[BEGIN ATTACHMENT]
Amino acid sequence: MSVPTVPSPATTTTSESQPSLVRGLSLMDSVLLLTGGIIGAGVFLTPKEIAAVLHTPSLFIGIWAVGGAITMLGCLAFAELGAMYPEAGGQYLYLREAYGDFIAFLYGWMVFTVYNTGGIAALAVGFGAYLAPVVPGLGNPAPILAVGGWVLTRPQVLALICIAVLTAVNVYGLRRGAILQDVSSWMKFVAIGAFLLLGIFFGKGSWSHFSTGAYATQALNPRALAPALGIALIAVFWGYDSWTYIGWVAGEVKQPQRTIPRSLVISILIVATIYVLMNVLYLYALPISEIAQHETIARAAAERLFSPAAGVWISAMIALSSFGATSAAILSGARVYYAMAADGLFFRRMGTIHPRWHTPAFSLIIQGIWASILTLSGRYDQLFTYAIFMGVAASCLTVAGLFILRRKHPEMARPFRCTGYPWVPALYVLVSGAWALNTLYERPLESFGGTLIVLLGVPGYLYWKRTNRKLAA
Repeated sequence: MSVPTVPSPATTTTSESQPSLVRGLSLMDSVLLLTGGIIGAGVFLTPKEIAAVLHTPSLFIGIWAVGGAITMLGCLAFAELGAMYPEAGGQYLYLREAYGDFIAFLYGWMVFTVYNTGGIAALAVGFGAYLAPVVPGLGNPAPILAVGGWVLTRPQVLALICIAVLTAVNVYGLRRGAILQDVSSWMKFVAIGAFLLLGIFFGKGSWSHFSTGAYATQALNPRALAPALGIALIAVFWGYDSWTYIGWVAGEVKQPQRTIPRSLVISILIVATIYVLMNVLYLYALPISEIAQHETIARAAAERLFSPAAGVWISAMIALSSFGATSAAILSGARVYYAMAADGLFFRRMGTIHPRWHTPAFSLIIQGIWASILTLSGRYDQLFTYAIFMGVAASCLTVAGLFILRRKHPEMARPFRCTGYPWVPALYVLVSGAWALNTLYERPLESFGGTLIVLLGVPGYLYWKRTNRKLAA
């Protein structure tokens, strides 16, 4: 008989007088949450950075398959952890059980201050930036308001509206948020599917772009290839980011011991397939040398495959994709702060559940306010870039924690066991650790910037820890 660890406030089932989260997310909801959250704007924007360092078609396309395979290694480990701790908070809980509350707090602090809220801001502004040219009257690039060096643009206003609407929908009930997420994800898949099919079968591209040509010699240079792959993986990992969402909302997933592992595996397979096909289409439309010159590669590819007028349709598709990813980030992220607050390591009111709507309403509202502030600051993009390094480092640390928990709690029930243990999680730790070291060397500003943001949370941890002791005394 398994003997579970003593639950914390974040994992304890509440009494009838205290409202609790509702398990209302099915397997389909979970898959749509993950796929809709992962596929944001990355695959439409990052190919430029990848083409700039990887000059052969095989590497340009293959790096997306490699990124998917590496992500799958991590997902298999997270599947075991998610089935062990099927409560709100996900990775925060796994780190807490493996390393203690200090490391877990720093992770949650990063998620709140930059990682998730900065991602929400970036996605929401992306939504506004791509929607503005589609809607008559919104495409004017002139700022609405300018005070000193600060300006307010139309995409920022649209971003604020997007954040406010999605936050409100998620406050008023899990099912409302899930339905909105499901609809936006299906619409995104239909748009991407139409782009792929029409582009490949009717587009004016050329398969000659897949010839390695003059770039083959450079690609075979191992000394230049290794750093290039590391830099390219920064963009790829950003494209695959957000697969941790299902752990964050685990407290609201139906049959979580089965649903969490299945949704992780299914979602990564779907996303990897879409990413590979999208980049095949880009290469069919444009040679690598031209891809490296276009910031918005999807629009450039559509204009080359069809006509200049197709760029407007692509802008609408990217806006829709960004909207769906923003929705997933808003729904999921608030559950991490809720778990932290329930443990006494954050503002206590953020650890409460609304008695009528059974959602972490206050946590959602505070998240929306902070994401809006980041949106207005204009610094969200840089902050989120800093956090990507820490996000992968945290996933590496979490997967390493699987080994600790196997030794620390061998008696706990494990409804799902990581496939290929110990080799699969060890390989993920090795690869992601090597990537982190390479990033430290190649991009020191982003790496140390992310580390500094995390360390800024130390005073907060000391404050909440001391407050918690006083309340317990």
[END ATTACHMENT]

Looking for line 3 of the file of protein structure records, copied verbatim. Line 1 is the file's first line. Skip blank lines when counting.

């Protein structure tokens, strides 16, 4: 008989007088949450950075398959952890059980201050930036308001509206948020599917772009290839980011011991397939040398495959994709702060559940306010870039924690066991650790910037820890 660890406030089932989260997310909801959250704007924007360092078609396309395979290694480990701790908070809980509350707090602090809220801001502004040219009257690039060096643009206003609407929908009930997420994800898949099919079968591209040509010699240079792959993986990992969402909302997933592992595996397979096909289409439309010159590669590819007028349709598709990813980030992220607050390591009111709507309403509202502030600051993009390094480092640390928990709690029930243990999680730790070291060397500003943001949370941890002791005394 398994003997579970003593639950914390974040994992304890509440009494009838205290409202609790509702398990209302099915397997389909979970898959749509993950796929809709992962596929944001990355695959439409990052190919430029990848083409700039990887000059052969095989590497340009293959790096997306490699990124998917590496992500799958991590997902298999997270599947075991998610089935062990099927409560709100996900990775925060796994780190807490493996390393203690200090490391877990720093992770949650990063998620709140930059990682998730900065991602929400970036996605929401992306939504506004791509929607503005589609809607008559919104495409004017002139700022609405300018005070000193600060300006307010139309995409920022649209971003604020997007954040406010999605936050409100998620406050008023899990099912409302899930339905909105499901609809936006299906619409995104239909748009991407139409782009792929029409582009490949009717587009004016050329398969000659897949010839390695003059770039083959450079690609075979191992000394230049290794750093290039590391830099390219920064963009790829950003494209695959957000697969941790299902752990964050685990407290609201139906049959979580089965649903969490299945949704992780299914979602990564779907996303990897879409990413590979999208980049095949880009290469069919444009040679690598031209891809490296276009910031918005999807629009450039559509204009080359069809006509200049197709760029407007692509802008609408990217806006829709960004909207769906923003929705997933808003729904999921608030559950991490809720778990932290329930443990006494954050503002206590953020650890409460609304008695009528059974959602972490206050946590959602505070998240929306902070994401809006980041949106207005204009610094969200840089902050989120800093956090990507820490996000992968945290996933590496979490997967390493699987080994600790196997030794620390061998008696706990494990409804799902990581496939290929110990080799699969060890390989993920090795690869992601090597990537982190390479990033430290190649991009020191982003790496140390992310580390500094995390360390800024130390005073907060000391404050909440001391407050918690006083309340317990």